This is NOT the case in the Christian life.

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When you and I witnessed the grace, love and mercy of what Jesus did on the cross for us, our identity changed.

“Therefore, if anyone is in Christ, he is a new creation. The old has passed away; behold, the new has come”  (2 Corinthians 5:17 ESV).

No name or driver’s license number was altered, but our entire being was transformed. God gave us a new life and new eyes to see things the way He sees them.

Unlike the witness protection program, our new identity in Christ is not intended to protect us. The opposite is true. God “reconciled us to himself through Christ and gave us the ministry of reconciliation” (2 Corinthians 5:18). Instead of taking that new identity and keeping it from everyone, you and I are supposed to share it everywhere we go. In fact, our story involves telling others about both of our identities…past and present. Why? Because there is power in transformation. People tend to take notice of a changed life.

Many people are lost and need to be transformed. God expects us to go and share the gospel message with the world around us. Instead of hiding from the world, we are called to abide in the Word. His Word says to “go” (Mark 16:15).

Your ID badge labels you an ambassador (2 Corinthians 5:20). Your new life creation involves a new mission. This transformed identity moves us away from a life of self-serving, and into a life of serving God and others. Who can you share your identity in Christ with today? Maybe a better word here is …who ‘should’ you…?

How drastic has the difference been in your new identity?  I’d love to hear from you.  Feel free to leave a comment.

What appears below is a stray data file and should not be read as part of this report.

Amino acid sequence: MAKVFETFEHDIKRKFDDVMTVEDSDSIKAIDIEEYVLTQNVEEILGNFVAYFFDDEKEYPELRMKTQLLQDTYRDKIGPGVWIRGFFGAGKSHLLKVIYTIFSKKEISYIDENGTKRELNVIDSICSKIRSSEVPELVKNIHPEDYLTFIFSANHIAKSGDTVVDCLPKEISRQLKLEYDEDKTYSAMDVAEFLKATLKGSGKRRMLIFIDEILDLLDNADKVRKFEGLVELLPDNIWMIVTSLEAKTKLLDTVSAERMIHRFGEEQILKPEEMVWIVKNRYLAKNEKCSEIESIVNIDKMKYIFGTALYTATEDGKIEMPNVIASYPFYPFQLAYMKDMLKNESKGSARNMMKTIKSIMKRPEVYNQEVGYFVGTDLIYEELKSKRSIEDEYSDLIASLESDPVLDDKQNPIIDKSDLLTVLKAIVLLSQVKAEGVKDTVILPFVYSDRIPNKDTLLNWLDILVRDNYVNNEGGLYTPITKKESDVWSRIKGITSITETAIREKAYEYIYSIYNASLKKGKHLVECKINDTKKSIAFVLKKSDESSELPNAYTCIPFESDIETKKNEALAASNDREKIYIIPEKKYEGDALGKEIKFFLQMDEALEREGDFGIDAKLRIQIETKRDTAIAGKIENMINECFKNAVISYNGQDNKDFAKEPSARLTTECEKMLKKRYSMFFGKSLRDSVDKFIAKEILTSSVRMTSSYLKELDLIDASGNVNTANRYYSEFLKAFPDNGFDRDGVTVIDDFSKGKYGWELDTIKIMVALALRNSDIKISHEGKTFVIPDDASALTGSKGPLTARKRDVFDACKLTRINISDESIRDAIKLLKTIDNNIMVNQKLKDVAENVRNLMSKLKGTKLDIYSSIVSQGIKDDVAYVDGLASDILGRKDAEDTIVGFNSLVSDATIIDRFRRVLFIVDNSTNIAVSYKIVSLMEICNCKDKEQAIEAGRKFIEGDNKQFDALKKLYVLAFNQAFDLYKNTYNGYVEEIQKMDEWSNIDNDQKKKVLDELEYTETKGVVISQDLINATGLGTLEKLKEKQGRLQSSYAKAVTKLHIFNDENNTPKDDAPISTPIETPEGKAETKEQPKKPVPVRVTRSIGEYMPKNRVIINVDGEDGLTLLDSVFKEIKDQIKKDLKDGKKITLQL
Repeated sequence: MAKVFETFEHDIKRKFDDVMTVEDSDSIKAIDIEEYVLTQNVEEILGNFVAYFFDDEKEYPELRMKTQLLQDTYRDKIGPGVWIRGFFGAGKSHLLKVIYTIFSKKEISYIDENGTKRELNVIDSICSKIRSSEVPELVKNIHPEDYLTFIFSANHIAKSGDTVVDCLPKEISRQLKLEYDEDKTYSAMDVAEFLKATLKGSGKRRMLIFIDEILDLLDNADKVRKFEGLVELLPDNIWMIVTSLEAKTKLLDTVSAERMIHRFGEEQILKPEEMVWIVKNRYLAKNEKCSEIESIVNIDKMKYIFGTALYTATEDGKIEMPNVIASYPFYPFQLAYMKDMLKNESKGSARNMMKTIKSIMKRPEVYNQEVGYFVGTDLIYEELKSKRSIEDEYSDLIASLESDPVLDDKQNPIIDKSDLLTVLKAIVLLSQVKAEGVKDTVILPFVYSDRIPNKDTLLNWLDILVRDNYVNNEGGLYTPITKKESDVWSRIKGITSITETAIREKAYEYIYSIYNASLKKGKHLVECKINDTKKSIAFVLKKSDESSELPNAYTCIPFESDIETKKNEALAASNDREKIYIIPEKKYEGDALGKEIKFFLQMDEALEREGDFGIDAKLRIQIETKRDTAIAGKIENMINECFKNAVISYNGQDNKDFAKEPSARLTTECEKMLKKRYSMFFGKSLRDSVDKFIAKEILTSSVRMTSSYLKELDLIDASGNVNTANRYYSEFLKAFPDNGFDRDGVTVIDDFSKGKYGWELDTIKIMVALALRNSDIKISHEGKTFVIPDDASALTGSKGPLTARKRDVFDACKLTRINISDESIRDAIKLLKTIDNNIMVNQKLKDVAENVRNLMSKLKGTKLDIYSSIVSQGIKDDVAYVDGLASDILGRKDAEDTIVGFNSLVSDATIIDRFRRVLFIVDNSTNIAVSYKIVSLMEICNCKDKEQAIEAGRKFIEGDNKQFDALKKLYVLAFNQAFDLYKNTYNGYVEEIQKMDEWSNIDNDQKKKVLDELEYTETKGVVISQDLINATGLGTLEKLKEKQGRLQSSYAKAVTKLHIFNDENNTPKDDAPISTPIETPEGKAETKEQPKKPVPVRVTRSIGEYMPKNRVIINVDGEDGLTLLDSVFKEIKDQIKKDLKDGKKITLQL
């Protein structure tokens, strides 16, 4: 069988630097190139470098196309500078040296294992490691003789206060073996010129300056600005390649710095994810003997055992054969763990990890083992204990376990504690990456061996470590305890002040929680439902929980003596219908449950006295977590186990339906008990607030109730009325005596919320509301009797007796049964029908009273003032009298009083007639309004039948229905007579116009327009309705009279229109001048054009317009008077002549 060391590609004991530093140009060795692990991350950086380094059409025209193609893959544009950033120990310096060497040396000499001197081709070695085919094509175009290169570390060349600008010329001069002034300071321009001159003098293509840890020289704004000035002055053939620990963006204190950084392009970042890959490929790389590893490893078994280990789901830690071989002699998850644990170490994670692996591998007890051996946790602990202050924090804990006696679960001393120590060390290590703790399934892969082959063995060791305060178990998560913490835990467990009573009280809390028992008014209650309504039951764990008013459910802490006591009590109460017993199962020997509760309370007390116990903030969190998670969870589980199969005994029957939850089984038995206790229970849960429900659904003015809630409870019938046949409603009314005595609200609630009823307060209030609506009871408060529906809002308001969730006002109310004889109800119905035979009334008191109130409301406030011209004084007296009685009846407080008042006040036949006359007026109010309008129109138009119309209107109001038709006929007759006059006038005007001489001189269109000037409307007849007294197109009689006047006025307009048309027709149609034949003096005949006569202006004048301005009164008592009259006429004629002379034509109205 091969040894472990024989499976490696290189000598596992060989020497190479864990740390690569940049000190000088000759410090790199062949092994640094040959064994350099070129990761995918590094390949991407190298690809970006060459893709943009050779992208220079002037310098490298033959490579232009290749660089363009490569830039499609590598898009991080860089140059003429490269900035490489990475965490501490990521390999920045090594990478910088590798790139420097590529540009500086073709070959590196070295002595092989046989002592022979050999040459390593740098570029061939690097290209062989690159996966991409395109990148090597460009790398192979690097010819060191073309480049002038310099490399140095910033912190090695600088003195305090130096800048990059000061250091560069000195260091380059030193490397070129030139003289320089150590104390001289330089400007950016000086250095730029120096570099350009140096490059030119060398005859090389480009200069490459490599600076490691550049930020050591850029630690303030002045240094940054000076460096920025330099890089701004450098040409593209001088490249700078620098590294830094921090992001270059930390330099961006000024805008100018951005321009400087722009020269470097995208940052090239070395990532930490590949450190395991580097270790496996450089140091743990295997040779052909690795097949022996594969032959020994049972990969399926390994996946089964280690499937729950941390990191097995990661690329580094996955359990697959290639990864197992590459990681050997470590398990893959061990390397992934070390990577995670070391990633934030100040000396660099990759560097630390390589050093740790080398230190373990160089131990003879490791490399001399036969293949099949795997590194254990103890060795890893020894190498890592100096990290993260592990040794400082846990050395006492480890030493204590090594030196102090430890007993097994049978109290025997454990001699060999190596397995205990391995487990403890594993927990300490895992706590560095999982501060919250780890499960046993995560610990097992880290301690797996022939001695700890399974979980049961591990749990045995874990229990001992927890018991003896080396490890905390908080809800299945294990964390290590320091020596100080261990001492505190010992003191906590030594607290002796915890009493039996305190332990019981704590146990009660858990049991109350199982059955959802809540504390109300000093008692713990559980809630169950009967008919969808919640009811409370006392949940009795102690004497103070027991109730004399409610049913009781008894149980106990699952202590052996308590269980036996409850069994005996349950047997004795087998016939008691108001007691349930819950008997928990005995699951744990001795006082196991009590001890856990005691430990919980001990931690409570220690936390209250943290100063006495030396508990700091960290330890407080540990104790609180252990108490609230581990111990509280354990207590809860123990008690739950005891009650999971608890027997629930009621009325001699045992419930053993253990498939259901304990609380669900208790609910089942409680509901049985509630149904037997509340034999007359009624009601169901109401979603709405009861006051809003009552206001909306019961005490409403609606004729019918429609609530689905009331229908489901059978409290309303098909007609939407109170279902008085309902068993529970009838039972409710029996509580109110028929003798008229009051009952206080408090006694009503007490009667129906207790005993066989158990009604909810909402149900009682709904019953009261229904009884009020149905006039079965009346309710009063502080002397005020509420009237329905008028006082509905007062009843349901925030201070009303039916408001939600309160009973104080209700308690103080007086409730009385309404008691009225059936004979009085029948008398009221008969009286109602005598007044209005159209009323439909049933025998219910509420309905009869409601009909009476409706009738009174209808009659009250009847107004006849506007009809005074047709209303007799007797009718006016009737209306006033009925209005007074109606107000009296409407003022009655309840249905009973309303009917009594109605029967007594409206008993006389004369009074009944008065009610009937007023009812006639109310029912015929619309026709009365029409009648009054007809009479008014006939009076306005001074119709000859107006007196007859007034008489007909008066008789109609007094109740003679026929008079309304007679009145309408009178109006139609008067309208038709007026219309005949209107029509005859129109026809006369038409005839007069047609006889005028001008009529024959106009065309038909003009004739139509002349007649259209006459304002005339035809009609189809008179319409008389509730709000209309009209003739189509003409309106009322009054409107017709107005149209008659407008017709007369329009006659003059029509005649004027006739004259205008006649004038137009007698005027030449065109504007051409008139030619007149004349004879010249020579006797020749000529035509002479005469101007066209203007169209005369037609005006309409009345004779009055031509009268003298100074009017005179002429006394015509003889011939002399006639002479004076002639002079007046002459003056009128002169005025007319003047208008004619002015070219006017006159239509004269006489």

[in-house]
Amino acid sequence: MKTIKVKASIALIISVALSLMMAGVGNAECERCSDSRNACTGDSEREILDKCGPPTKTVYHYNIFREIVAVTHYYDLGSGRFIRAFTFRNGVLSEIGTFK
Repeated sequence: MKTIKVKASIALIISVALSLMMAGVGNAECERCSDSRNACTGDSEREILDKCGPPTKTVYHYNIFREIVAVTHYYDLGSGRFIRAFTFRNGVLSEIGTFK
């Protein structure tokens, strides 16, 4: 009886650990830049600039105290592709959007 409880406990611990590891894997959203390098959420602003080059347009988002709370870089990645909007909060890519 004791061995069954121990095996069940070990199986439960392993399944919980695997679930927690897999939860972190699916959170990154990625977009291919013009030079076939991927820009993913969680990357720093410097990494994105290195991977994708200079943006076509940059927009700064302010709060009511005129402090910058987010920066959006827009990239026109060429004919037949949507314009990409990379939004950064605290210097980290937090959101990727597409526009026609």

photo credit: http://www.redstate.com

 

 

 

Where’s Your But?

Recently, I was attending the FAMconference at Azusa Pacific University in CA.  Leading worship was Tim Timmons, and he opened one session with this question…”What identity did you come here with tonight?”  He clarified by asking what about the many different titles/labels we take on or allow to define us.  This question really got me thinking during worship.  So, here it is….this is who I am.

I am a son & child of divorce.  I am an older brother to two siblings.  I am a former Jehovah’s Witness (until age 10).  I am someone who endured years of bullying as a teen.  I am the son of a former alcoholic.  I am a grown adult…who found legal trouble as a teen in High School.  I am deeply flawed example of a father and husband.  I am often prideful and selfish in my motives.  I am a minister who often struggles with feeling insignificant and under-qualified.  Comparison is my Kryptonite.

BUT…

I am a Child of God!  I am chosen by God on purpose to do what I am doing…despite the fact that I am not what most would consider the ‘type’ He calls to ministry.  I am able to put a smile on the face of my creator simply by saying ‘yes’ when He calls on me.  I am loved deeply by the great I AM!

Who are you?  What identity do you take on?  And after pondering all of that, where’s your BUT?

Comment below and join the conversation.